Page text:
How To Profit From The Future Of Mining

Jennifer Scholze

Where is the mining industry going over the next few years? What will digitization do to the industry overall? How will mine workers adapt to these changes? Brian Fanzo and Daniel Newman, co-hosts of the S.M.A.C. Talk Technology Podcast, recently tackled that question. With guest Ruediger Schroedter, SAP’s Global Lead for Mining in the Industry Business Unit for Mill products and Mining, Brian and Daniel explored this dynamic industry. Here’s a brief look at what was discussed.

The state of the mining industry

Mining profitability is strongly tied to commodity price and efficiency. With lower commodity prices in the current cycle, mining companies are struggling to be profitable. Productivity and efficiency is the main focus. Portfolios are being streamlined to promote efficiency. The increased use of renewable energy systems has lowered demand for mined power sources such as coal or uranium. These companies’ livelihood is on the line. That’s where digitization can make a big difference to these businesses through improved efficiency and automation.

Trends and opportunities in mining digitization

The push for digitization is taking off in the mining industry because it employs technology to improve operations. Technology allows for operations to become more efficient, effective, and more productive. At the same time, it improves worker safety. It provides the option for mining companies to be proactive in the digital transformation process.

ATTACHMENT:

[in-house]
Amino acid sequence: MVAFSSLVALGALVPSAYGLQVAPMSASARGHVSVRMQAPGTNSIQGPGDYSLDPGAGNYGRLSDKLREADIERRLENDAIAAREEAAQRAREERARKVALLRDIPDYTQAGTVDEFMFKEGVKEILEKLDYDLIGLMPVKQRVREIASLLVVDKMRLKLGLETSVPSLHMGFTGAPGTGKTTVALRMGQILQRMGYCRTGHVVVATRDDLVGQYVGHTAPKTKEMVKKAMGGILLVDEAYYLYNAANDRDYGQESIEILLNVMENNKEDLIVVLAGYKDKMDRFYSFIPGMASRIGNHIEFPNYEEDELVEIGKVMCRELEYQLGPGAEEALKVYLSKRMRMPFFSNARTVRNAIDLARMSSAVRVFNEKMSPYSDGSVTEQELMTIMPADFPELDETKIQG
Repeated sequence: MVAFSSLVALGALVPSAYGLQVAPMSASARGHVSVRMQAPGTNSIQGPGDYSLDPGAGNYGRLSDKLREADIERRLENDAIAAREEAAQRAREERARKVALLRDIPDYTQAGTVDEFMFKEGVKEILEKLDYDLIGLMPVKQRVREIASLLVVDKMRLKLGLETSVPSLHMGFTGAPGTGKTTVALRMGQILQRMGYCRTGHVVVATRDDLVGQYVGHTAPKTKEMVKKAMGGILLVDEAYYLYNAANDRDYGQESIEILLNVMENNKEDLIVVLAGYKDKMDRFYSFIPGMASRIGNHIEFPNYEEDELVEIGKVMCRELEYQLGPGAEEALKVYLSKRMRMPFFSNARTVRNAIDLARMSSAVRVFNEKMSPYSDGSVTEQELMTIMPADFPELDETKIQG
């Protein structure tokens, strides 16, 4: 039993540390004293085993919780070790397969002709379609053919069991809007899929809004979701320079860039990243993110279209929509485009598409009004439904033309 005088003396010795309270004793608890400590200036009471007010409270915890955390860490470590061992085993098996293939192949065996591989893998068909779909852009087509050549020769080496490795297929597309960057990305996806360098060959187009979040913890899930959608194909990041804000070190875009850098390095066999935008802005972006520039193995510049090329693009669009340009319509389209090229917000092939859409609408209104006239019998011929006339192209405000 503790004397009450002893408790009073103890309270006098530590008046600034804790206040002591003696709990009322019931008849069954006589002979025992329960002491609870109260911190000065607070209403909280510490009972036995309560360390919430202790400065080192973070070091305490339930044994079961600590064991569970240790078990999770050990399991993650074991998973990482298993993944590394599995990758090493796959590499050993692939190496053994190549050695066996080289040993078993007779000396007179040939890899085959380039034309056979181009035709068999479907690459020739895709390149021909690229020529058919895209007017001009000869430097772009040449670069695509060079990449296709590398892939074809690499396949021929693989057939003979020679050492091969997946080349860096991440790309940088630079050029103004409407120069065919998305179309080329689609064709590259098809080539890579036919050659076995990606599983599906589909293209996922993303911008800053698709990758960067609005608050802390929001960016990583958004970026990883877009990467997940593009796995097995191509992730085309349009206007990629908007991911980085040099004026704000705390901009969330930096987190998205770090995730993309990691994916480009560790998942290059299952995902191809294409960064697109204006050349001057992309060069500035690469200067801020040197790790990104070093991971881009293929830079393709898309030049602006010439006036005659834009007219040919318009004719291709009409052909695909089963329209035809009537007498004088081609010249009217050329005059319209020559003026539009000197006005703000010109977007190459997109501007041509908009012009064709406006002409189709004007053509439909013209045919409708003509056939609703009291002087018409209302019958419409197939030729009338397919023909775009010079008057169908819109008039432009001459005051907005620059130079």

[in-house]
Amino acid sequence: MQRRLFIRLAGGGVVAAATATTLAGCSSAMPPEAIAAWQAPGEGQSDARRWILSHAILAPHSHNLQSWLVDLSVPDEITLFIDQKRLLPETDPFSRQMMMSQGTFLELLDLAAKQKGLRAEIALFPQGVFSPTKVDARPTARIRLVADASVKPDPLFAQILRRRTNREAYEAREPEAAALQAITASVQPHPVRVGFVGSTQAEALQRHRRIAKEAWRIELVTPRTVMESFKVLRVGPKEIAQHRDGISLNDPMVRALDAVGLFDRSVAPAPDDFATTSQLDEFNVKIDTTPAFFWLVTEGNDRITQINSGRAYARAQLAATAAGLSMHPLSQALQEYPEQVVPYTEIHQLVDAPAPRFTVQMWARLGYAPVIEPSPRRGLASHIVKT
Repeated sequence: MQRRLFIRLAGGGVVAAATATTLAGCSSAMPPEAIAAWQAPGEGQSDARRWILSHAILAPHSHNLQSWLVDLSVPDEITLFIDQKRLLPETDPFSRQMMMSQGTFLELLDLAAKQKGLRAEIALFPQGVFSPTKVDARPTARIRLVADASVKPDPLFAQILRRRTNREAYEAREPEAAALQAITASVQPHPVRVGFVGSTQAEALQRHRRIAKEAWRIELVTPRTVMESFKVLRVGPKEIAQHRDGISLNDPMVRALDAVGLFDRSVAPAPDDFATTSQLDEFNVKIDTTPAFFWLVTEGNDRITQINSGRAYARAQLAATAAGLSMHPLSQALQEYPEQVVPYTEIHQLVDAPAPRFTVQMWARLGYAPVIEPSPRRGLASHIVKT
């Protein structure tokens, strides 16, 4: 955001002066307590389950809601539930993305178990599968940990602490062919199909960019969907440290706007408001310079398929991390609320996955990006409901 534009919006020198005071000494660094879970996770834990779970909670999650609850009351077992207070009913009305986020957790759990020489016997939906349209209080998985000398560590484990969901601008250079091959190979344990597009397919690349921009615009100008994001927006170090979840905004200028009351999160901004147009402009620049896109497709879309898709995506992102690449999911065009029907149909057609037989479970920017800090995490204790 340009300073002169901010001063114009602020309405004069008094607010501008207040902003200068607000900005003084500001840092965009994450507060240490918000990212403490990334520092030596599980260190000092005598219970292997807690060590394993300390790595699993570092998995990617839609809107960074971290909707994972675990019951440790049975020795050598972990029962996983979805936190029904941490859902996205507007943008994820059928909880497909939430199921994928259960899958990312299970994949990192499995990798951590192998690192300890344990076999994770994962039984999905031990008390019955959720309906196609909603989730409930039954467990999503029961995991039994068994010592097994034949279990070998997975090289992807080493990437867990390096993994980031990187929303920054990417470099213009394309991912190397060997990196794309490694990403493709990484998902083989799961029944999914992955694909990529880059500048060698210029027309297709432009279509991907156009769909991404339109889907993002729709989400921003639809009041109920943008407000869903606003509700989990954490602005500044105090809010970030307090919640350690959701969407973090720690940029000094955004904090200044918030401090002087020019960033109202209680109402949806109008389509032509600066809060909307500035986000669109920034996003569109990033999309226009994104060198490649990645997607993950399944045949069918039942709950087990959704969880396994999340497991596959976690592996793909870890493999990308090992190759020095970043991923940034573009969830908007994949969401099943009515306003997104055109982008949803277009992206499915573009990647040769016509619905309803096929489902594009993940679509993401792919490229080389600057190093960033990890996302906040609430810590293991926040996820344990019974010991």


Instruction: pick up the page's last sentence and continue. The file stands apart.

One area where mining is ahead of the curve is in autonomous driving. Ruediger said, “Technology-wise, in the last maybe 10 years or so, I think autonomous driving is probably one of the technology drivers here. Autonomous driving for trucks or other equipment is almost standard now.” He notes that it’s different than the autonomous vehicles being developed for highway use. Using autonomous vehicles helps improve efficiency in operations.

With this move towards automation, the focus has shifted from the vehicles to the workforce. Machine learning and sensors will help improve worker safety and health because these technologies enable workers to avoid hazardous areas. Vehicles and machinery can be operated autonomously or by remote control from a safe location. Sensors show what’s happening at the machine with no risk to workers.

Where edge-to-core meets mining and mill

All these aspects connect in edge-to-core computing, one area where mining is already very progressive. Technology is being increasingly used in harsh environments, where real-time data reduces connectivity pressure. This is most prevalent and profitable through the use of Internet of Things technology.

Mining involves heavy equipment, which must be reliable and operational when it’s needed. Breakdowns can cost thousands of dollars in lost productivity, repairs, and lost labor. Internet of Things sensors can provide data for analysis at the edge of the computing platform, enabling a closer focus on operations. Managers receive a notice only when a sensor reading or trend shows a failure is about to happen in a piece of equipment. This type of exception handling allows workers to proactively maintain that equipment to prevent a breakdown and shortening downtime. This takes one more level of unpredictability out of the equation. In an industry mired in uncertainty, this predictability helps promote better efficiency.